Complex Regional Pain Syndrome (CRPS), commonly referred to as reflex sympathetic dystrophy or RSD, is a syndrome in which pain, usually burning type, is out of proportion to the injury (either nerve or no nerve involvement). The pain may spread through the entire limb and/or to other parts of the body. Examples of precipitating events that may cause CRPS include the following: fractures, surgery, frostbite, soft tissue trauma, burns, MS, tight cast, strokes, heart attack and amputations. The symptoms are characterized by autonomic dysregulation such as swelling, vasomotor instability (skin becoming pale/cool/cyanotic or red/warm/dry), abnormal sweating, trophic changes (course hair, thick rigid or brittle nails, skin may become coarse or thin, smooth, and tight), hypersensitivity, abnormal motor activity, and decreased bone density.
Medically, CRPS is managed by a variety of medications aimed lowering the rate of nerve firing, reducing inflammation, reducing anxiety, and reducing pain. More invasive measures include sympathetic nerve blocks in the spinal column or ganglion blocks, implanted dorsal column stimulation or decompression, all of which carry the same risks of any invasive procedure.
The main reason for this entry is to share a positive treatment outcome for CRPS using IMT. In general, the physical therapy treatment for CRPS includes reduction of pain to allow the pt. to maintain function. Traditional forms of exercise such as aerobic, pool therapy, ROM, joint mobilization/soft tissue mobilization, exercise emphasizing compression and distraction, functional ex. and exercise that increases blood flow to the extremity or increase proprioception to the spinal cord may be beneficial All exercise must be extremely gentle and nonaggressive especially if not initiated during times of sympathetic blocks.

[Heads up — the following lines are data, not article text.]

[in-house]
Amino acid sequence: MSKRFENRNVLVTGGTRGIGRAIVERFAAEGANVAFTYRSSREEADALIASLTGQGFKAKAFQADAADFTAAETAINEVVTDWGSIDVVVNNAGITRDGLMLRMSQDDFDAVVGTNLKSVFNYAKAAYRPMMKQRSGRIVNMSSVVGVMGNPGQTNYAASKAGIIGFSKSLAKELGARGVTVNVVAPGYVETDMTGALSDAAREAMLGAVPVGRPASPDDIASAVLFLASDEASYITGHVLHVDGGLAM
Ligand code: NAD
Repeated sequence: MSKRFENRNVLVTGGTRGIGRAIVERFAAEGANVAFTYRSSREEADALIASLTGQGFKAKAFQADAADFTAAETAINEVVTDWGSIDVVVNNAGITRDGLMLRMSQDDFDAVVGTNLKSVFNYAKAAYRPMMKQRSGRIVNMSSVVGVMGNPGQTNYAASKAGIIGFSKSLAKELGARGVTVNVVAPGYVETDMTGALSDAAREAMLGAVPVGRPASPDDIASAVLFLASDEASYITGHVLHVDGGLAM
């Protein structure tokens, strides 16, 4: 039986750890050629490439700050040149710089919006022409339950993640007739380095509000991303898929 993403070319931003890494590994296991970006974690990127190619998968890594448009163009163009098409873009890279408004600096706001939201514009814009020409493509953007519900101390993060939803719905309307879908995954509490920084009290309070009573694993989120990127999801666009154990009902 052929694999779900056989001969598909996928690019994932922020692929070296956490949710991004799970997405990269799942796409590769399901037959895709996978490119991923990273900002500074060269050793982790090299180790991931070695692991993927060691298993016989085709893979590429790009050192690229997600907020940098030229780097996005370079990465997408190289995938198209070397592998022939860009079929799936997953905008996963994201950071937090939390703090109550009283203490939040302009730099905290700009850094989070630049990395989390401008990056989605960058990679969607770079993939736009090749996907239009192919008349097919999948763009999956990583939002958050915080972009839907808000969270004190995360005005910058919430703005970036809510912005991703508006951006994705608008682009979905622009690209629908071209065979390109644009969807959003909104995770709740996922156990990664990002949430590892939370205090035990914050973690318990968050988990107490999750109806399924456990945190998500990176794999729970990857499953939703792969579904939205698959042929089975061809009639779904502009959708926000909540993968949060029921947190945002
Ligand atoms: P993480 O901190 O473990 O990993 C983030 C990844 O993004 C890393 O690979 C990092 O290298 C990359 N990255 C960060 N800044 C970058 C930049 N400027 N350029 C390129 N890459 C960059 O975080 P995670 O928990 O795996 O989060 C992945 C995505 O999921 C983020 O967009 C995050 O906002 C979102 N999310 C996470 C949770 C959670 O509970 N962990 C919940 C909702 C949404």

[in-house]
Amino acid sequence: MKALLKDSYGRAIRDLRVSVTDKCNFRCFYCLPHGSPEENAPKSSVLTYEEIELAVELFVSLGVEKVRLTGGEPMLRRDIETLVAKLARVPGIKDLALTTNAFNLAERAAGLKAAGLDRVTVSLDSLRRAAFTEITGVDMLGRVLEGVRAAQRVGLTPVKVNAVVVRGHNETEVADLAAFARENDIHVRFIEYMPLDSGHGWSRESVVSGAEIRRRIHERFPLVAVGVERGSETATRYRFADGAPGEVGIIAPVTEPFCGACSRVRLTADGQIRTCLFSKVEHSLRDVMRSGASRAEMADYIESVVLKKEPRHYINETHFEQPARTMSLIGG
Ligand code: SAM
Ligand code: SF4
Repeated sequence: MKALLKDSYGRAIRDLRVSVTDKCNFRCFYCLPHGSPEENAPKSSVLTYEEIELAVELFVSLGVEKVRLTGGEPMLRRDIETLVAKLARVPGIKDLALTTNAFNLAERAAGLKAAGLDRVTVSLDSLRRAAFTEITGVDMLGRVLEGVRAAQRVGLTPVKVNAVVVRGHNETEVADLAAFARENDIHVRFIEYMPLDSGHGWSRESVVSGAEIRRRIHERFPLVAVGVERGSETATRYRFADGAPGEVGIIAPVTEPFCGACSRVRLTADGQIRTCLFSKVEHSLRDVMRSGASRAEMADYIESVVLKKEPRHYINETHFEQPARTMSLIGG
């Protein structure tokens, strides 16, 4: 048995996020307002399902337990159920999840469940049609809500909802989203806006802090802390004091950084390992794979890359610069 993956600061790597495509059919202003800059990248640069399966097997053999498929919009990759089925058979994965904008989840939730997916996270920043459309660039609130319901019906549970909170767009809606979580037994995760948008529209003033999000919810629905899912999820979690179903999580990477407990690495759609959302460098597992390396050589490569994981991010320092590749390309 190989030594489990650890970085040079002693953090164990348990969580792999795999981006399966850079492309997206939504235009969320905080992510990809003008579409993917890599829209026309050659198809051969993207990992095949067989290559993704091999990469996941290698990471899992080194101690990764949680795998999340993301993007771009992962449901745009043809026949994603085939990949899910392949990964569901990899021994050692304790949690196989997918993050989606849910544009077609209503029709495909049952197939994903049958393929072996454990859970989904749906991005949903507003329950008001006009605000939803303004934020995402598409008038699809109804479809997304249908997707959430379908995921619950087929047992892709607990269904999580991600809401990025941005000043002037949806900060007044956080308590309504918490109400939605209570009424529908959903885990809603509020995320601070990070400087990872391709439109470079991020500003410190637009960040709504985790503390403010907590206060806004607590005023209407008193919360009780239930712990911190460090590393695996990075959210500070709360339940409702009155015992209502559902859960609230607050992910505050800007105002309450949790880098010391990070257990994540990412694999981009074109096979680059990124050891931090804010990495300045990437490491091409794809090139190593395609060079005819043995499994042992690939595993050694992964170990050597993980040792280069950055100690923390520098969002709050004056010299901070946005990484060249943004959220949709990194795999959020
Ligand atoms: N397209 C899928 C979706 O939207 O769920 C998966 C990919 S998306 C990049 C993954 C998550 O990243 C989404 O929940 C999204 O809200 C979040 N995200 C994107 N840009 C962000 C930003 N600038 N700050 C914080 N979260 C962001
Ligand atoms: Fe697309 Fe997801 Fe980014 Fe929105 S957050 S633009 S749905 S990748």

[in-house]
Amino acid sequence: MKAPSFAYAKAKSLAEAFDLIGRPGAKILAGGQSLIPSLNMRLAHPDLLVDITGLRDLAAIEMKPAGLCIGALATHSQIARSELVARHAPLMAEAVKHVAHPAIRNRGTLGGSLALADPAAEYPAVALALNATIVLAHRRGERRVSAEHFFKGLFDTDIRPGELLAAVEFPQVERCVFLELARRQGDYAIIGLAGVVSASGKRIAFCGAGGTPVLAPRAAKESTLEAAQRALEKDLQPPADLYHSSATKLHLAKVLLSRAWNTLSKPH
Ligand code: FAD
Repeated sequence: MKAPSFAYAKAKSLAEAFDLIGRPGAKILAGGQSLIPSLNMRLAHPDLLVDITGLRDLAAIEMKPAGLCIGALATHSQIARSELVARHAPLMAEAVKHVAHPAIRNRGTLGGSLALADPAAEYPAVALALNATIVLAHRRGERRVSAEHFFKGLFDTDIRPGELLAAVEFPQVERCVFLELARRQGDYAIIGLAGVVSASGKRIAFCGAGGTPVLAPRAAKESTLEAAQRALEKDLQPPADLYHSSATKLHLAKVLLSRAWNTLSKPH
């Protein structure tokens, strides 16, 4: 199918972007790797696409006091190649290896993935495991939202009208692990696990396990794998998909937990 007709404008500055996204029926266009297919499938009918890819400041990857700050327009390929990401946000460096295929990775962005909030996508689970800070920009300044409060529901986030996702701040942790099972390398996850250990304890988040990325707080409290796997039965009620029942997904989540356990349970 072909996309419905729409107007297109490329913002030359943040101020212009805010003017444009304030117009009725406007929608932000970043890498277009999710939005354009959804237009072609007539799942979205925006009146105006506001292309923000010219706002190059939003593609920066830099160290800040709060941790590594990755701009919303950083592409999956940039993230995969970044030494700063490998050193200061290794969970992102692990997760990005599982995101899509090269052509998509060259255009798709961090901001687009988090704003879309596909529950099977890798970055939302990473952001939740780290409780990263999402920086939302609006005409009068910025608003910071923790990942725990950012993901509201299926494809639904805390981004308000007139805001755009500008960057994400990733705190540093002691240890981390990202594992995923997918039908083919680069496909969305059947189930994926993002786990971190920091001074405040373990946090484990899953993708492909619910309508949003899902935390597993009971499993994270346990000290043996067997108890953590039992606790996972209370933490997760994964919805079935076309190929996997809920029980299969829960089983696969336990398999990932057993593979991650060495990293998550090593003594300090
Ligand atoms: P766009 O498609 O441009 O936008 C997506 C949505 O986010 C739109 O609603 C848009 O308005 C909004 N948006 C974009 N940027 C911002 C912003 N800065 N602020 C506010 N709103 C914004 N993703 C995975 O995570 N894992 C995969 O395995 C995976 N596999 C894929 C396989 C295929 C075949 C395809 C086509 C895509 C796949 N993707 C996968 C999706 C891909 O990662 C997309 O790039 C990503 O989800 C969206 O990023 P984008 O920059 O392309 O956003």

My past experience with CRPS includes most patients unable to tolerate any manual techniques and very minimal exercise resulting in extremely slow progress. It has been shown in research that early intervention with physical therapy is extremely important to minimize loss of function. The earlier the intervention the more likely to reverse the dysfunction.
Recently I evaluated a pt. with CRPS onset following a bunionectomy. The pt. presented 3 months post op with extremely antalgic gait, inability to bear more than 30% weight on the affected foot, and requiring a walking cast boot to tolerate being on her feet. The patient’s foot was swollen, reddened, and there was no active mov’t in the big toe. Within 5 treatments of IMT including light touch on areas of the body specific to affecting the autonomic nervous system and indirect myofascial release (vs. more aggressive direct techniques) the patient is able to bear 50-50% body weight, ambulate w/o the walking boot with more normality. Gait quality still consisted of slight antalgia, decreased push off and mild trunk shift but the patient is able to walk further and have more energy throughout the day to function. The skin has returned to a more normal color and edema has decreased resulting in less smooth/shiny appearance. The slough and calluses which persisted on her incision long after surgery fell off naturally within 1 week and active ROM has returned in the big toe. Range of motion home exercises are being performed in a warm bath and also passively to isolate different joints of the toe. Ankle ROM exercises are also completed in the bath. In no way is this patient healed or pain free but the quality of the toe/foot appearance, gait quality and tolerance have progressed more rapidly than I have ever seen in the past.
I know I’m more than a little biased towards IMT but I want people out there to know that there is gentle, effective treatment out there that can make life a lot easier and functional if you have CRPS. Please spread the word!!

Sally Skurdahl, MPT

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